To return to the point of view put across earlier in this thread that rural Welsh-speaking Wales is traditionally conservative, I would argue, as someone who grew up in Ceredigion, lived in Cardiff for 10 years and recently moved back to Ceredigion, that this is a very outdated and inaccurate view. To my knowledge, for example, Ceredigion has not returned a Tory MP in living memory (and probably far beyond), and was in fact one of, if not the first seat in Britain to have an MP returned on a partly Green Party mandate (Cynog Dafis, who won the seat in 1992 on a Plaid Cymru/Green Party ticket). Ceredigion and other rural counties' earlier loyalty to the Liberal Party, was the product of the enduring legacy of the nineteenth century radical/Nonconformist alliance, which produced such great figures as Henry Richard from Tregaron, whose ideas on pacifism and improving relationships between nations/avoiding wars are about as far from conservative as can be imagined.

    The success of the deal Plaid struck with the Greens reflects the fact that environmental activism and 'green' ideas have been particularly influential in both rural Ceredigion and Powys since the early to mid 1970s. This is due in part to the fact that the lifestyles and ideas associated with hippy culture were accepted from a very early date in these areas, hence the success of the Centre for Alternative Technology since the mid seventies and the generally friendly and harmonious relations between local people and the 'hippies' who were attracted to move to rural Wales for a number of reasons. From personal experience, I can vouch for the fact that culturally and politically rural Wales has been and is, in ways that are not perhaps immediately obvious, a hotbed of alternative ideas and actions e.g. some of the huge free parties/raves held in the area, Operation Julie, the development of the Welsh Language movement (which again is often mistaken for a conservative movement when it was and is in fact a positive, active affirmation of the importance of cultural diversity and of the rights of minorities to live as much of their lives as they choose in the language of their choice in the face of globally homogenizing, mainly economic, pressures), Transition Towns (of which Lampeter is one of the first), and many other environmental initiatives in the Machynlleth area.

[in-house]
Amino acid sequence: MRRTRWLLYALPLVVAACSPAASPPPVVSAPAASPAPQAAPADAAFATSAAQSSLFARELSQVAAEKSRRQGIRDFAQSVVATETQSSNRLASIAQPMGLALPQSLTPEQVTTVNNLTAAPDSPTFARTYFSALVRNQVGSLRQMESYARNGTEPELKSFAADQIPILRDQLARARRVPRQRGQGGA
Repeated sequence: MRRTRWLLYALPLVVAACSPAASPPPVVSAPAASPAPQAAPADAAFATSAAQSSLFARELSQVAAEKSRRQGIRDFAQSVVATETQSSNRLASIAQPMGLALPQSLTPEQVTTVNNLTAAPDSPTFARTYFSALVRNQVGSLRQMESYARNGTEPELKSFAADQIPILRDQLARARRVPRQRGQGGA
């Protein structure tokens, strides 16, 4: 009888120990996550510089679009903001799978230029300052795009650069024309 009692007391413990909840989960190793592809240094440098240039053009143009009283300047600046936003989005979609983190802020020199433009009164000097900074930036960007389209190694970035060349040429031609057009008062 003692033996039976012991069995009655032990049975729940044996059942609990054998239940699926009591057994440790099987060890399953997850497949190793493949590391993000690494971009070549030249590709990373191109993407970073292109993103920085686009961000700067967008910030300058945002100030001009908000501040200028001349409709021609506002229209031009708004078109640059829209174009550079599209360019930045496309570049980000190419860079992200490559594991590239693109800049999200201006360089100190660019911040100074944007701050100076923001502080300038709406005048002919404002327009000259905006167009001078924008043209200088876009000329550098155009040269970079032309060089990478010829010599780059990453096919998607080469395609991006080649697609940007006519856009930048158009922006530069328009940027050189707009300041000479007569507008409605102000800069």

Another myth repated in this thread, which flies in the face of social reality in Welsh-speaking Wales, is that Welsh has ever been a dead language. The Welsh language movememt which emerged in the sixties developed in order to address the fact that Welsh speakers had very few legal rights, which made their efforts to reverse the decline in numbers speaking the language virtually impossible. Ordinary, everyday actions and issues such as writing a cheque, birth certificates, wedding registrations, driving licences, road signs etc could only be done officially, or were only available in English. Each of these rights had to be won individually through concerted civil disobedience and direct action which involved both younger and older generations, and was arguably the clearest manifestation of the spirit of the Sixties global protest movement in Wales.

    To me, these actions were heroic, as they have ensured that I and other born since the seventies have been able to use a language which has been around for a very, very long time throughout my education, up to and including post-graduate level, in my working life and socially and culturally through Welsh language tele, films and pop. Interestingly, the idea of Welsh-speaking Wales as being conservative is again undermined by the music and ideas which have come out of the Welsh language music scene e.g. John Peel's faves Datblygu were from Cardigan and were v left-wing in an uncompromisng and iconoclastic way, Ffa Coffi Pawb (the band which the Super Furries emerged from) were similarly very out there and radical from the name itself onwards, same goes for the Gorkys. As for new Welsh words being hatched in some sort of academic laboratory, again there's very little, if any evidence of this. New Welsh words emerge in the same way as they do in any other living language - through a comibnation of experimentation, argument, discussion and useage by speakers themselves, followed by official recognition in dictionaries etc.